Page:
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Morning Call: pick of the papers

The ten must-read comment pieces from this morning's papers.

1. Protect Britain in a two-speed Europe (Financial Times)

States outside the eurozone should not be at disadvantage in the EU, write George Osborne and Wolfgang Schäuble.

2. Children don’t earn their inheritance. Tax it (Times)

A fair society would let people keep as much of their earnings as possible but take a cut from property and land, says Philip Collins. 

3. Osborne must not run scared of housing (Daily Telegraph)

If the Chancellor is charging up the nation’s credit card, he should spend it on property, says Jeremy Warner. 

4. Farage's TV debate has lit the European touchpaper – are we in or out? (Guardian)

Britain is a step closer to leaving Europe this week, writes Polly Toynbee. It is high time all who fear an exit from the union spoke out against the liars.

5. Only one person is laughing at the Farage-Clegg EU pantomime (Daily Telegraph)

The PM is offering a grown-up discussion on radical reform of the European Union, along with the Germans and Dutch, says Fraser Nelson. 

6. We should thank Putin for one thing - the west is once again the West (Independent)

Thanks to Mr Putin it is experiencing a frisson of unity it has not known for a long time, writes Peter Popham. 

7. Why foxhunting has become an unspeakable topic (Daily Telegraph)

A reluctance to address the contentious issue of foxhunting is dividing the Tory party, says Isabel Hardman. 

8. Labour is part of the problem, not the solution (Guardian)

Its rhetoric may be softer than the Tories', but the party still puts profit before people, says Ken Loach. Left Unity offers a new voice.

9. Osborne had to aid spenders over savers (Financial Times)

The Chancellor’s plans, if implemented, mean turning the government into a substantial net saver, writes Martin Wolf. 

10. Price of Power (Times)

Energy suppliers say that a competition inquiry would interfere with investment plans, but it must go ahead, says a Times editorial. 

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Voters are turning against Brexit but the Lib Dems aren't benefiting

Labour's pro-Brexit stance is not preventing it from winning the support of Remainers. Will that change?

More than a year after the UK voted for Brexit, there has been little sign of buyer's remorse. The public, including around a third of Remainers, are largely of the view that the government should "get on with it".

But as real wages are squeezed (owing to the Brexit-linked inflationary spike) there are tentative signs that the mood is changing. In the event of a second referendum, an Opinium/Observer poll found, 47 per cent would vote Remain, compared to 44 per cent for Leave. Support for a repeat vote is also increasing. Forty one per cent of the public now favour a second referendum (with 48 per cent opposed), compared to 33 per cent last December.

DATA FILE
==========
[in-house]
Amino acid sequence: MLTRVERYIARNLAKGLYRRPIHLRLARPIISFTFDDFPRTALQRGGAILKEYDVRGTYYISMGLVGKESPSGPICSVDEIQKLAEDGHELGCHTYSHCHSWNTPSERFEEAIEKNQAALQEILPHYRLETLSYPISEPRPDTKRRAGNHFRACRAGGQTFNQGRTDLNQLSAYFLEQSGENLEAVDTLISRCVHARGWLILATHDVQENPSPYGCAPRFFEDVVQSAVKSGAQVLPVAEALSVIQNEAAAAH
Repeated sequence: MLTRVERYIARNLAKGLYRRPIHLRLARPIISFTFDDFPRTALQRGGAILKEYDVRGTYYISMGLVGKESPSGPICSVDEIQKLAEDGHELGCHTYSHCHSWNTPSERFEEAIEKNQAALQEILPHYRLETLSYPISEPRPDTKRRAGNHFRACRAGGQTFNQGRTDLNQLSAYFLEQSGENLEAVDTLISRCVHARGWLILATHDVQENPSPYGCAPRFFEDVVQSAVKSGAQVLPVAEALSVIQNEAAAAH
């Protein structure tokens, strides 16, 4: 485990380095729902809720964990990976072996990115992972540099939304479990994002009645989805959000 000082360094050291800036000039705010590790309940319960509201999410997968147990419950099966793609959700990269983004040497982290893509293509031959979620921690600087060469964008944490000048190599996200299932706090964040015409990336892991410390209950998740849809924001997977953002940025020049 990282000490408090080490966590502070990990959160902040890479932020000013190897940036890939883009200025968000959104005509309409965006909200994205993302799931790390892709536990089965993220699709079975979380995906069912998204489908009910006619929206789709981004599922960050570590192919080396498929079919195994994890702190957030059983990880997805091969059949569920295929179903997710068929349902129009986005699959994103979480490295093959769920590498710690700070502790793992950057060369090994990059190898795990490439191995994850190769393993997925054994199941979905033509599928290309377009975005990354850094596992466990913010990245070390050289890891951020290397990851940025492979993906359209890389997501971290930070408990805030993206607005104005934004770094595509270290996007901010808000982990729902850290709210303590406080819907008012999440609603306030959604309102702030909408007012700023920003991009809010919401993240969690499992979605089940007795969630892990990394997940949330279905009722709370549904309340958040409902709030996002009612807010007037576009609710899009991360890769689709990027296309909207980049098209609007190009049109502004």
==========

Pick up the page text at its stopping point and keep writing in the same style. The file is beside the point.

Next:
The Liberal Democrats have made halting Brexit their raison d'être. But as public opinion turns, there is no sign they are benefiting. Since the election, Vince Cable's party has yet to exceed single figures in the polls, scoring a lowly 6 per cent in the Opinium survey (down from 7.4 per cent at the election). 

What accounts for this disparity? After their near-extinction in 2015, the Lib Dems remain either toxic or irrelevant to many voters. Labour, by contrast, despite its pro-Brexit stance, has hoovered up Remainers (55 per cent back Jeremy Corbyn's party). 

In some cases, this reflects voters' other priorities. Remainers are prepared to support Labour on account of the party's stances on austerity, housing and education. Corbyn, meanwhile, is a eurosceptic whose internationalism and pro-migration reputation endear him to EU supporters. Other Remainers rewarded Labour MPs who voted against Article 50, rebelling against the leadership's stance. 

But the trend also partly reflects ignorance. By saying little on the subject of Brexit, Corbyn and Labour allowed Remainers to assume the best. Though there is little evidence that voters will abandon Corbyn over his EU stance, the potential exists.

For this reason, the proposal of a new party will continue to recur. By challenging Labour over Brexit, without the toxicity of Lib Dems, it would sharpen the choice before voters. Though it would not win an election, a new party could force Corbyn to soften his stance on Brexit or to offer a second referendum (mirroring Ukip's effect on the Conservatives).

The greatest problem for the project is that it lacks support where it counts: among MPs. For reasons of tribalism and strategy, there is no emergent "Gang of Four" ready to helm a new party. In the absence of a new convulsion, the UK may turn against Brexit without the anti-Brexiteers benefiting. 

George Eaton is political editor of the New Statesman.